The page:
Just as karate is embroiled in a bitter struggle for unification as it pushes for Olympic recognition, skateboarding is suffering from a near-identical fate. The International Olympic Committee (IOC) has accepted bids from both sports for inclusion at the 2020 Tokyo Games, and skateboarding has already encountered problems: the International Roller Sports Federation (FIRS) proposed speed skating and skateboarding, but the former discipline has been rejected by Japanese officials.

As a result, the International Skateboarding Federation (ISF) and World Skateboarding Federation (WSF) have been campaigning to represent skateboarding at the 2020 Games, as their organisations manage this sport specifically, as opposed to all roller sports.

While John Coates, head of the IOC Coordinating Commission for the 2020 Games, has been open to the idea of engaging with these federations, FIRS President Sabatino Aracu has defended his organisation’s right to represent skateboarding. He claimed that ‘John Coates is not fully aware of the situation around skateboarding’ and that Mr. Aracu’s words are ‘a threat to the process Tokyo 2020 presented during the last months, considering that the International Roller Sports Federation has been invited by Tokyo 2020 to participate to the additional events’.

He went even further, calling out Coates’ actions as pandering to ‘some commercial promoters that see the Olympic as a good way to expand their current business'; a key point of contention in this debate is the feat that skateboarding will struggle to be a commercially successful discipline in its current form, but will lose its identity if it is absorbed into a larger sport.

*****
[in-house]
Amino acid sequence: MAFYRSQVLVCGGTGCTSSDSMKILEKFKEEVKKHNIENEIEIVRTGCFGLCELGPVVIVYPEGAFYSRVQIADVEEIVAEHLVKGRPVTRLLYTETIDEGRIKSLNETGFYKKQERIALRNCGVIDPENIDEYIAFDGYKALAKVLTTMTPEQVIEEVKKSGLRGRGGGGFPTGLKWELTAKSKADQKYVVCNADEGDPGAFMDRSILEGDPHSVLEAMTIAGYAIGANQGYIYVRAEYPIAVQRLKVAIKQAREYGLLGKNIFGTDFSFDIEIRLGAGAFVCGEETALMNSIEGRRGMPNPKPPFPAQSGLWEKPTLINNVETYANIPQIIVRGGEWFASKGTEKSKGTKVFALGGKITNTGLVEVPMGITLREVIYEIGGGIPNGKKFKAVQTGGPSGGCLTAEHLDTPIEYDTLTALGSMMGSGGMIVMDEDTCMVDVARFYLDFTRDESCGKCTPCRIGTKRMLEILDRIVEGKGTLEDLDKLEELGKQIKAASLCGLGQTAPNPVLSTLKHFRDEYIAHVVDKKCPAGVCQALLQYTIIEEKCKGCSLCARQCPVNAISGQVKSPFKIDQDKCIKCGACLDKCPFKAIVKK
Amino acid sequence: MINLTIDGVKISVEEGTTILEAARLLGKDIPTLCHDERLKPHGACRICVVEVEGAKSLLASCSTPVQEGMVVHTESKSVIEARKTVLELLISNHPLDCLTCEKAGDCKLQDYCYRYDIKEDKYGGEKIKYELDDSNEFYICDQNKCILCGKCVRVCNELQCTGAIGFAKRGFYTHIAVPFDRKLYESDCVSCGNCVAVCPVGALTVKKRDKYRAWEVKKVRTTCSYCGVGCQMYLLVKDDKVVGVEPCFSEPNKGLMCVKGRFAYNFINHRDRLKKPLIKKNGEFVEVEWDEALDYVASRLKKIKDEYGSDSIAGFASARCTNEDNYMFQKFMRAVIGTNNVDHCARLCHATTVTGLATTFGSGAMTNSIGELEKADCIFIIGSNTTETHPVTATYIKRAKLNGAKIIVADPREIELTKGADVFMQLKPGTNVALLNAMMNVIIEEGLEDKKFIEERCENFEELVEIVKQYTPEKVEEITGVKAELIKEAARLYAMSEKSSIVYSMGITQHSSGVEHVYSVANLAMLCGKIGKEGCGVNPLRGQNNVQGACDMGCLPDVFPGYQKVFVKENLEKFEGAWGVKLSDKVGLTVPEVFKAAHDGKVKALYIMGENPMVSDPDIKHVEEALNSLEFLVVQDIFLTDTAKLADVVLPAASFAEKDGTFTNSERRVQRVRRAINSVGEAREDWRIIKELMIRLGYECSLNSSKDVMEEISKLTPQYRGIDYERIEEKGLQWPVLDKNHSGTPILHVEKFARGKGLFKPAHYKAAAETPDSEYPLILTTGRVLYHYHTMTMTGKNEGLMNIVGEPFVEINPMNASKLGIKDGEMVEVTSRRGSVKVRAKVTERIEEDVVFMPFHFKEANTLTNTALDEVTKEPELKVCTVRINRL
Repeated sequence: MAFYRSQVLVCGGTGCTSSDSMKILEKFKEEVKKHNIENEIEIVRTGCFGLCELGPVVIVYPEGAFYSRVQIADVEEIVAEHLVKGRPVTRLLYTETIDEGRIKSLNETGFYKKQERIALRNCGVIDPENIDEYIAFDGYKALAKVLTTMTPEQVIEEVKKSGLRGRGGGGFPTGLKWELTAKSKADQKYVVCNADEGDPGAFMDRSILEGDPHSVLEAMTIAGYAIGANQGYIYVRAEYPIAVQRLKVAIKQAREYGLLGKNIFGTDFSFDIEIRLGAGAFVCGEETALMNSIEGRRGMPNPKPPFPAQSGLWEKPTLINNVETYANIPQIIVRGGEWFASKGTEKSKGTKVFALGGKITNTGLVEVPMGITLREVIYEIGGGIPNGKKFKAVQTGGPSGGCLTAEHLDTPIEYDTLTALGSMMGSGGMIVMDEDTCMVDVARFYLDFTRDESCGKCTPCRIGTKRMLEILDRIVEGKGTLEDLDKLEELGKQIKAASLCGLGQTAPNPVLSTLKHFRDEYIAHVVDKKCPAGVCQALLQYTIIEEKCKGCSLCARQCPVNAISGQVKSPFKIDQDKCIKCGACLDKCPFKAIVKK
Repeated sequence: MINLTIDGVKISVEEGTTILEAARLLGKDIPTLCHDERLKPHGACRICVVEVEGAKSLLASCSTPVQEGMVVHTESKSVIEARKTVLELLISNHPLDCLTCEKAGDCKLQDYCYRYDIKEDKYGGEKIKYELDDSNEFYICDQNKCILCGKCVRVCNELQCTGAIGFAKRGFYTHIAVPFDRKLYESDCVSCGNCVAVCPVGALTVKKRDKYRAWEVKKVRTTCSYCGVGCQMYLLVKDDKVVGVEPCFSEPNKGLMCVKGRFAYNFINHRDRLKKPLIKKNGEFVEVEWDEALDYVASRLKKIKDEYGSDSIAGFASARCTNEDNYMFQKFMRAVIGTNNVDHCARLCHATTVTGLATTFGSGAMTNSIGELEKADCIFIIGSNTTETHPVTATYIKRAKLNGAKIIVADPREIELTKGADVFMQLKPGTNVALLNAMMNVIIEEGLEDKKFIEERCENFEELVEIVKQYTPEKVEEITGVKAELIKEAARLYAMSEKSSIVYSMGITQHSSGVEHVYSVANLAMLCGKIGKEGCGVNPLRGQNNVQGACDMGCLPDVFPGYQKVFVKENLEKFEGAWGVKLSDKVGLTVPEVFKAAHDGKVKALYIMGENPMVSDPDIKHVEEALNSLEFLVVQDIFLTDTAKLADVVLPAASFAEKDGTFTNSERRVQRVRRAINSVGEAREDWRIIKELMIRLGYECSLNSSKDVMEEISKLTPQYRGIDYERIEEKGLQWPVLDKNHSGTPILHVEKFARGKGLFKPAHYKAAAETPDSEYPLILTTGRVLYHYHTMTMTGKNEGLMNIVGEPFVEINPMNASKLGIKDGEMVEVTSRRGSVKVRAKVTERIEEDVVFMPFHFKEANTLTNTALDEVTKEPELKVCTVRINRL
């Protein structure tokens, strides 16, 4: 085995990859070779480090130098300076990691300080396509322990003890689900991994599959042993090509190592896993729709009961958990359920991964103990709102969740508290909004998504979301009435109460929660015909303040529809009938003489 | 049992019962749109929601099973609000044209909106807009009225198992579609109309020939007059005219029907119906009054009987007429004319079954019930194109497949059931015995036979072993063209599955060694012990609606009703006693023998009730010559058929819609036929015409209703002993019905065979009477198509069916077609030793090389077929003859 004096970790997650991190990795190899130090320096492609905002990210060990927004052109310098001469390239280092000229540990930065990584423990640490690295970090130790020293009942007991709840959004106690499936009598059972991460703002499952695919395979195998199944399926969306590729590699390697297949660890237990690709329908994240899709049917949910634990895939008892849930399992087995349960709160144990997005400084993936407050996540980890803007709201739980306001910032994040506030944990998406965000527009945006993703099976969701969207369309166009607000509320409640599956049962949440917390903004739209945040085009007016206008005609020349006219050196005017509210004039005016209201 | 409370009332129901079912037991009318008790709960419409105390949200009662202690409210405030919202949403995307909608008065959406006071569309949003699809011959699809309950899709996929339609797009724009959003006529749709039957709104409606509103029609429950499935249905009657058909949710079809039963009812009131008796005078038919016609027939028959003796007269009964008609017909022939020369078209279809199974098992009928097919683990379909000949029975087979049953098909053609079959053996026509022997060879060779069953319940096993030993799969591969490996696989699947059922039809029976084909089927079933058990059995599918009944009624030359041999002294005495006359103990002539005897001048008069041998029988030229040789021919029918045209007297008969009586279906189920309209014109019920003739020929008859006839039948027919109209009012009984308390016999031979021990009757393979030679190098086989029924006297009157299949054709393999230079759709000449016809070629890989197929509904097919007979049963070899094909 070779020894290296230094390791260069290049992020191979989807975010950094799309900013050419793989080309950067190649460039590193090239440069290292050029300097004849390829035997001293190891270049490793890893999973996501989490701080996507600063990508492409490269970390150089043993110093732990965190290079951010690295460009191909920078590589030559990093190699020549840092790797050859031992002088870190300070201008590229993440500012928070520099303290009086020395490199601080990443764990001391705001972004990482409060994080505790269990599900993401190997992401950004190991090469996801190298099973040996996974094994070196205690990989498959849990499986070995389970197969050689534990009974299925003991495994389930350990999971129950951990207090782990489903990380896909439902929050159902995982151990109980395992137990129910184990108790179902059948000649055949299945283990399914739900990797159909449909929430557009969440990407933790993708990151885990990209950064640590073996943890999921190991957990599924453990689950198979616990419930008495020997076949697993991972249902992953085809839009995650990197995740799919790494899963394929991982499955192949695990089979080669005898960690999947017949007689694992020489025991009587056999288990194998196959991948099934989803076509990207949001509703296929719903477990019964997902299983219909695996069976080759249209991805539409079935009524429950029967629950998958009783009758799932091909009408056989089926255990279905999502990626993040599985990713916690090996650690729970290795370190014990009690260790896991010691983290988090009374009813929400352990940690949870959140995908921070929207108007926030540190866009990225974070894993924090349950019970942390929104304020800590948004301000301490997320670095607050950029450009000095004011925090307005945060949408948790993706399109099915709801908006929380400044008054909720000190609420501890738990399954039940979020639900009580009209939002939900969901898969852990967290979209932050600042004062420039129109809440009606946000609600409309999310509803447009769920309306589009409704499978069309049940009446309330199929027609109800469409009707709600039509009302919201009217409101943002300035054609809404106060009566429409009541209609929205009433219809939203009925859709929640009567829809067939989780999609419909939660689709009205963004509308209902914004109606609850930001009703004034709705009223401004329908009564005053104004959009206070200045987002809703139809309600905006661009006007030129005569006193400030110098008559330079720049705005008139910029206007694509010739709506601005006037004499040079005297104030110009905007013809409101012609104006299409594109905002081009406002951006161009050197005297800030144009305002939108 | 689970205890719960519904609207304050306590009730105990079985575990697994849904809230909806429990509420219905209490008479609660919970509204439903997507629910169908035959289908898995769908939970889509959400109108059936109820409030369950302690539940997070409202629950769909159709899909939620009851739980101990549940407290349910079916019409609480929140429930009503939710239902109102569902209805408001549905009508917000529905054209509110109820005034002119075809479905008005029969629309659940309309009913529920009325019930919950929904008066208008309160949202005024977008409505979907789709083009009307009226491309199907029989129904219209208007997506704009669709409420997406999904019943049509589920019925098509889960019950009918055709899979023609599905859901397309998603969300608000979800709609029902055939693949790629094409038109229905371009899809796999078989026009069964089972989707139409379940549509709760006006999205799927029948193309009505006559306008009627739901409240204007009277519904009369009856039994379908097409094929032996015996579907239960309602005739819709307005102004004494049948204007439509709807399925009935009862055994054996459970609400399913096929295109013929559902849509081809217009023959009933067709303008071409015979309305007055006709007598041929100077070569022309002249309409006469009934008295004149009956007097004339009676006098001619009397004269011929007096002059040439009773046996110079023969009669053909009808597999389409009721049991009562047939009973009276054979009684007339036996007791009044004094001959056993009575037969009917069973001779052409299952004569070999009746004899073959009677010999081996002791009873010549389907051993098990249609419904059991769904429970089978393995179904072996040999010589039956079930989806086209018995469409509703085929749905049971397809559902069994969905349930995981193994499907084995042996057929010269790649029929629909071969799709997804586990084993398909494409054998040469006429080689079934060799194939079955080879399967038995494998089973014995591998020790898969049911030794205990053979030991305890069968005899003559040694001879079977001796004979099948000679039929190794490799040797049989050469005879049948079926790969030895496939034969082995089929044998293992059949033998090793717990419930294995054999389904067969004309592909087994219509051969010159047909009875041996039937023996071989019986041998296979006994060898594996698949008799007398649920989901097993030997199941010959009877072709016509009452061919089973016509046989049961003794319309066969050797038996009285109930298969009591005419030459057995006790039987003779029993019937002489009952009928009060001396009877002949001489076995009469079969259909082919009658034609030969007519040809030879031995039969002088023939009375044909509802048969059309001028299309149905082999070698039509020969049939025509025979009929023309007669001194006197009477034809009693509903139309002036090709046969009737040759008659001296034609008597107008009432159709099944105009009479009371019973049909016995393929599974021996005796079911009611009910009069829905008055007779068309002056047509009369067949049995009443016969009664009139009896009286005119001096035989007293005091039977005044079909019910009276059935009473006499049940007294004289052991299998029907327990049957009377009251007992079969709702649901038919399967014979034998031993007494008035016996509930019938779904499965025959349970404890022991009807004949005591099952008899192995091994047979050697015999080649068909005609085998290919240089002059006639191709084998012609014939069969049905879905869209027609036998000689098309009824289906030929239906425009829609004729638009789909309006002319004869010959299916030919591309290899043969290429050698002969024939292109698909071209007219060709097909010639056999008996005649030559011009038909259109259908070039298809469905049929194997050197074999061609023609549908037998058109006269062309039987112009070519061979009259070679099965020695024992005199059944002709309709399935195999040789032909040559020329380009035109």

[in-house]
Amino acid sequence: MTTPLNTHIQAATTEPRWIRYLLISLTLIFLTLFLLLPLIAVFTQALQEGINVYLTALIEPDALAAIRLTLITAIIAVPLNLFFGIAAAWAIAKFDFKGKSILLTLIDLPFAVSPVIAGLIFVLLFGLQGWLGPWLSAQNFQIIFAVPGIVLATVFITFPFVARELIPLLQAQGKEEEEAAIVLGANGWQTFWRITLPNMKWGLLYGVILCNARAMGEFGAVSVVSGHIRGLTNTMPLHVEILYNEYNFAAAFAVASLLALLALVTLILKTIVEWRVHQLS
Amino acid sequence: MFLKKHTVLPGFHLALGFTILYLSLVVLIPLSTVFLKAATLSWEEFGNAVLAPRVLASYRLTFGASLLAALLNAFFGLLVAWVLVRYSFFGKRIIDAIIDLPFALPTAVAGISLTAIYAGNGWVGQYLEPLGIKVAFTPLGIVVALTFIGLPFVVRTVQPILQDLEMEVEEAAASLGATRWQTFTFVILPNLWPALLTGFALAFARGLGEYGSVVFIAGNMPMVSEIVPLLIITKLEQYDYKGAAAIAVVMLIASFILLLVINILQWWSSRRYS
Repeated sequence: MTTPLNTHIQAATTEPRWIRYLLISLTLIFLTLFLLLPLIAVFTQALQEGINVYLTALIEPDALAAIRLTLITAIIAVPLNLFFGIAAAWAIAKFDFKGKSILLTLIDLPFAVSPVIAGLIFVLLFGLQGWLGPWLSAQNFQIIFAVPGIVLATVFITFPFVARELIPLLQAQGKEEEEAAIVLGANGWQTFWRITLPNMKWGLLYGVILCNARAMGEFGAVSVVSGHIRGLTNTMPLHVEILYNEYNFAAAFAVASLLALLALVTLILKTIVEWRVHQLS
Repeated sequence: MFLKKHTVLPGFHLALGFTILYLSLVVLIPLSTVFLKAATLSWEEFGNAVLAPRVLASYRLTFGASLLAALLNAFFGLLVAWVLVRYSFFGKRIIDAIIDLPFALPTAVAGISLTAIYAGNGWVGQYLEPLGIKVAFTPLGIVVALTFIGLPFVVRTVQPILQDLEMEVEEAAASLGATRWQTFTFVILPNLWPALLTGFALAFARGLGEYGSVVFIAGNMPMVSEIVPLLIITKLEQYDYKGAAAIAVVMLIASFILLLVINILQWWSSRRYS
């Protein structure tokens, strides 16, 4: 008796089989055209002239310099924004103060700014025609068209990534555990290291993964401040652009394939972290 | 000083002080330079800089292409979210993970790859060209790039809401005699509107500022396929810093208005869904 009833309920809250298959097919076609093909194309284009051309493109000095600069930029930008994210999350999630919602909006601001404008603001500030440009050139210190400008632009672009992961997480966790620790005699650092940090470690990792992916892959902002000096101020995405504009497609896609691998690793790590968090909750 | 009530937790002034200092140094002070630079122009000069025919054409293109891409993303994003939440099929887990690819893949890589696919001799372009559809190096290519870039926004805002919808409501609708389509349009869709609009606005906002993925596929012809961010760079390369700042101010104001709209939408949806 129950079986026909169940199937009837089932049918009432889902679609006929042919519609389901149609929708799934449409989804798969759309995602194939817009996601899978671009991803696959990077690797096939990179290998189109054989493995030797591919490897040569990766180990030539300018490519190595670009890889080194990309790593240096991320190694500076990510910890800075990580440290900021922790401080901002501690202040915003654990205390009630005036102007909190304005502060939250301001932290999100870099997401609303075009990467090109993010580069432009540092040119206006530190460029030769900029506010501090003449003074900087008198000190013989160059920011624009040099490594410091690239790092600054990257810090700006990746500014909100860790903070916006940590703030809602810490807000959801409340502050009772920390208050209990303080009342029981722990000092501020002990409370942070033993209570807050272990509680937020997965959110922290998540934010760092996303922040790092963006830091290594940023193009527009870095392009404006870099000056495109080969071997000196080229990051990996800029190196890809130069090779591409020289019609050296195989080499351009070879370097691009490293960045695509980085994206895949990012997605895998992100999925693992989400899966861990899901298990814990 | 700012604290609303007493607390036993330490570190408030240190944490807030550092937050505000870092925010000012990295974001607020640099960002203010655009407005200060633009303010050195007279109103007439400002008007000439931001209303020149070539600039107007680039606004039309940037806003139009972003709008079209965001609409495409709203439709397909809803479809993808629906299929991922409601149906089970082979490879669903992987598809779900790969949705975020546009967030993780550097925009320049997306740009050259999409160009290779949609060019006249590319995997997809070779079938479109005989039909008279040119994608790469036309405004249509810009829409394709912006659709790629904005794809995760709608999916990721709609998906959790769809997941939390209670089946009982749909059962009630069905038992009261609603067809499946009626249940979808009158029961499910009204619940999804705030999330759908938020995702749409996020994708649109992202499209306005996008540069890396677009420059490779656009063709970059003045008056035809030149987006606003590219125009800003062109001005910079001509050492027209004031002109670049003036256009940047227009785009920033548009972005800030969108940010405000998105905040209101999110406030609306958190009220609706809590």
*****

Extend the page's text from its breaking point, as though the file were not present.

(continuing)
This situation mirrors that of karate. In both sports, no organisation is willing to accept the legitimacy of another in being the sole representative of their discipline, and none of them have been able to unite to project a single, collectively-accepted image of their discipline onto the world stage. There is a broader problem, however, that the IOC is refusing to accept the complexities of these sports. Neither skateboarding nor karate is a single entity, operated by a single federation, with a single goal; the IOC is insisting on one organisation to represent each of its sports, a system that is effective in sports like football, with a single, authoritative world body, but one that breaks down in more complex cases. Until the IOC can acknowledge and intelligently respond to this complexity, these sports will continue to be misrepresented or not represented altogether on the biggest stage.


James Patrick Casey

London 2015


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